International Journal of
Genetics and Molecular Biology

  • Abbreviation: Int. J. Genet. Mol. Biol.
  • Language: English
  • ISSN: 2006-9863
  • DOI: 10.5897/IJGMB
  • Start Year: 2009
  • Published Articles: 115

Full Length Research Paper

Biodiversity of uncultured bacteria in hypersaline lakes, Siwa oasis, Egypt, as determined by polymerase chain reaction and denaturing gradient gel electrophoresis (PCR-DGGE) of 16S rRNA gene phylotypes

Hosam E. Elsaied*
  • Hosam E. Elsaied*
  • Genetics and Genetic engineering research group, National Institute of Oceanography and Fisheries, NIOF, Cairo, Egypt.
  • Google Scholar
Mohamad Saad Abd El-Karim
  • Mohamad Saad Abd El-Karim
  • Phycology research group, National Institute of Oceanography and Fisheries, NIOF, Cairo, Egypt.
  • Google Scholar
Mai A. Wassel
  • Mai A. Wassel
  • Genetics and Genetic engineering research group, National Institute of Oceanography and Fisheries, NIOF, Cairo, Egypt.
  • Google Scholar

  •  Received: 01 August 2016
  •  Accepted: 12 October 2016
  •  Published: 30 April 2017


Bacterial populations within hypersaline lakes often exhibit uncultured unique species. Polymerase chain reaction-denaturing gradient gel electrophoresis (PCR-DGGE), followed by sequencing of 16S rRNA gene approach was applied in order to explore, for the first time, the bacterial communities within the hypersaline Lakes, Aghormy, Zeiton and Maraqi, Siwa Oasis, Egypt. The DGGE profile displayed 12 phylotypes of 16S rRNA gene, representing the total species richness within the three studied lakes. The phylotypes were varied among lakes, but were restricted to two phylogenetic groups, Bacteroidetes, which occurred in all lakes, and Alphaproteobacetria, which showed abundance in only Lakes Zeiton and Maraqi. Single spirochete-like phylotype characterized the Lake Aghormy. A phylotype, which was recorded in both of Aghormy and Zeiton, represented a first recorded of Lewinella agarilytica in hypersaline inland lakes. Sequence homology results suggested novel indigenous bacterial phylotypes.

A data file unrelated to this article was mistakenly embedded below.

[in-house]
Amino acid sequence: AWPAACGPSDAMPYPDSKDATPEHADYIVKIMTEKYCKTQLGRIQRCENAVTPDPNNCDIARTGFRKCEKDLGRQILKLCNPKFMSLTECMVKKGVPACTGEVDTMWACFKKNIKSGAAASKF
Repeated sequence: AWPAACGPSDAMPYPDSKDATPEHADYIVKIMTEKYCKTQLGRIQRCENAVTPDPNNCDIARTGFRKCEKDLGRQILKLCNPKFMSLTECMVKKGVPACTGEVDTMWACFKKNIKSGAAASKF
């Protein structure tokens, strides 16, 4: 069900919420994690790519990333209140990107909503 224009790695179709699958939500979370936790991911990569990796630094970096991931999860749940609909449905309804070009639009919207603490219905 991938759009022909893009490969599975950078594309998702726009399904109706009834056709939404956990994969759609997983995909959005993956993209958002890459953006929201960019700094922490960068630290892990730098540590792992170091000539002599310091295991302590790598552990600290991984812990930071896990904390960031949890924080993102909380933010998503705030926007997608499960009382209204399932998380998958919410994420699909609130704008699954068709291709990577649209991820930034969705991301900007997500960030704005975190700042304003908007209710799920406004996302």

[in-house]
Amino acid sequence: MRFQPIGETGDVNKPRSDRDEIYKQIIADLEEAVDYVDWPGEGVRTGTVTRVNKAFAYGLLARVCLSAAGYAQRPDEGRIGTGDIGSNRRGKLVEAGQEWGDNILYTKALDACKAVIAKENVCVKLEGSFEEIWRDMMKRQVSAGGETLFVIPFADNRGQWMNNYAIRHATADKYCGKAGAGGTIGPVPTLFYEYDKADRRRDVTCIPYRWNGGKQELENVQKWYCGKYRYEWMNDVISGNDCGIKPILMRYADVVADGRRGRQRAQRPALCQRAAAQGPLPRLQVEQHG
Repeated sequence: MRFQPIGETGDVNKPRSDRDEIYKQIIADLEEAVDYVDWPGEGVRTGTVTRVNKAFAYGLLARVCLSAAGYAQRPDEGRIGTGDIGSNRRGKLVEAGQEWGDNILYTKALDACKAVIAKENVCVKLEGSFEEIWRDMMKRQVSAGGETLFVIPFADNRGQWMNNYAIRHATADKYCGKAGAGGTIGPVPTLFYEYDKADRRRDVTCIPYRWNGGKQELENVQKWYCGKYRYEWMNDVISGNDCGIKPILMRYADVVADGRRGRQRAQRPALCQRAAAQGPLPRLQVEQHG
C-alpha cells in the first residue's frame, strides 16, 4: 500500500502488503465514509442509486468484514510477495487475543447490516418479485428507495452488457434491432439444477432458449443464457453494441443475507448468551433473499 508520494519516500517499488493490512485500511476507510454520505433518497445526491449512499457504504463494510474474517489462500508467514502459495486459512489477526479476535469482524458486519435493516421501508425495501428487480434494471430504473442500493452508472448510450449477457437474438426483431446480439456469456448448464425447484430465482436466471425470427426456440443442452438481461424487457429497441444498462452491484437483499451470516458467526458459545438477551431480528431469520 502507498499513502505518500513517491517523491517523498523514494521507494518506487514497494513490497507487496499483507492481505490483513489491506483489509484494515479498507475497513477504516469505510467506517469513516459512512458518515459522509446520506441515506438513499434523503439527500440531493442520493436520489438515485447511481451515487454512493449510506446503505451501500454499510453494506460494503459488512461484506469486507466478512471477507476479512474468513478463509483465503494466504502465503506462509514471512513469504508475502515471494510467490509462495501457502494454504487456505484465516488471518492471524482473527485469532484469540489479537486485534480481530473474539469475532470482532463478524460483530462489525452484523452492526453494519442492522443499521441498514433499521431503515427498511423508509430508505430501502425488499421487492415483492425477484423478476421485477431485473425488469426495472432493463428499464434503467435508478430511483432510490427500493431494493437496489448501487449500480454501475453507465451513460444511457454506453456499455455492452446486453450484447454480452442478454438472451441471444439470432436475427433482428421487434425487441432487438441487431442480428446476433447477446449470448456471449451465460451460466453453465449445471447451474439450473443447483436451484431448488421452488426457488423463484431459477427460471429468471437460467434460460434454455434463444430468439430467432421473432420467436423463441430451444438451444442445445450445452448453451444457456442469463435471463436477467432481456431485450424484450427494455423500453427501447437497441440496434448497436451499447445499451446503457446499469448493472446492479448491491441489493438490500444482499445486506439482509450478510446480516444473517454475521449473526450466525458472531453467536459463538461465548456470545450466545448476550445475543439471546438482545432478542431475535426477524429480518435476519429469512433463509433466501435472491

Key words: Siwa lakes, halophilic bacteria, 16S rRNA gene, molecular diversity.


Hypersaline environments are distributed worldwide, and saturated salt inland lakes are among the most physical and chemical demanding habitats on earth. Few groups of organisms survive in them; rare eukaryotes and many halophilic prokaryotic cells are capable of living in  saltern crystallizers (DasSarma and DasSarma, 2012).
Halophiles are salt-loving organisms, capable of growing in salt concentrations more than 150 g/L (15% w/v, 2.5 M), which flourish in saline environments (Ollivier et al., 1994). Halophiles are generally more specialized organisms and are found in all three domains of life, that is, bacteria, archaea and eukaryotes.
Halophilic bacteria are abundant in many phylogenetic subgroups, most of which belong to Halomonadaceae, a family of Proteobacteria (Oren, 2002). Also, hypersaline environments are dominated by members of Bacteroidetes, often Salinibacter ruber (Anton et al., 2002). These bacterial species are aerobic, anaerobic, chemoheterotrophic, photoheterotrophic, and/or photoautotrophic. They are ubiquitously found in lakes and coastal areas worldwide, e.g., in the Dead Sea (Wei et al., 2015), Lake Urmia, Iran (Mehrshad et al., 2015), solar salterns in Tunisia (Boujelben et al., 2012), the Tuzkoy salt mine, Turkey (Mutlu and GUVen, 2015), Rambla Salada, Murcia, Spain (Luque et al., 2014), the Great Salt Lake, Utah, USA (Tazi et al., 2014), Dagong Brine Well, China (Xiang et al., 2008) and the Capuchin Catacombs, Italy (Pinar et al., 2014).
Halophilic bacteria have been studied by cultured- and uncultured-depending techniques, with sequence-based approaches for phylogenetic and taxonomic classification (DasSarma and DasSarma, 2012). For uncultured halophiles, sequencing and phylogenetic analyses of 16S ribosomal ribonucleic acid (rRNA) gene expanded the breadth of diversity of unknown species, among halophiles (Edbeib et al., 2016). Hence, application of these molecular approaches to study hypersaline environments have presented unique prokaryotic communities and found to be a valuable source of novel prokaryotic diversity.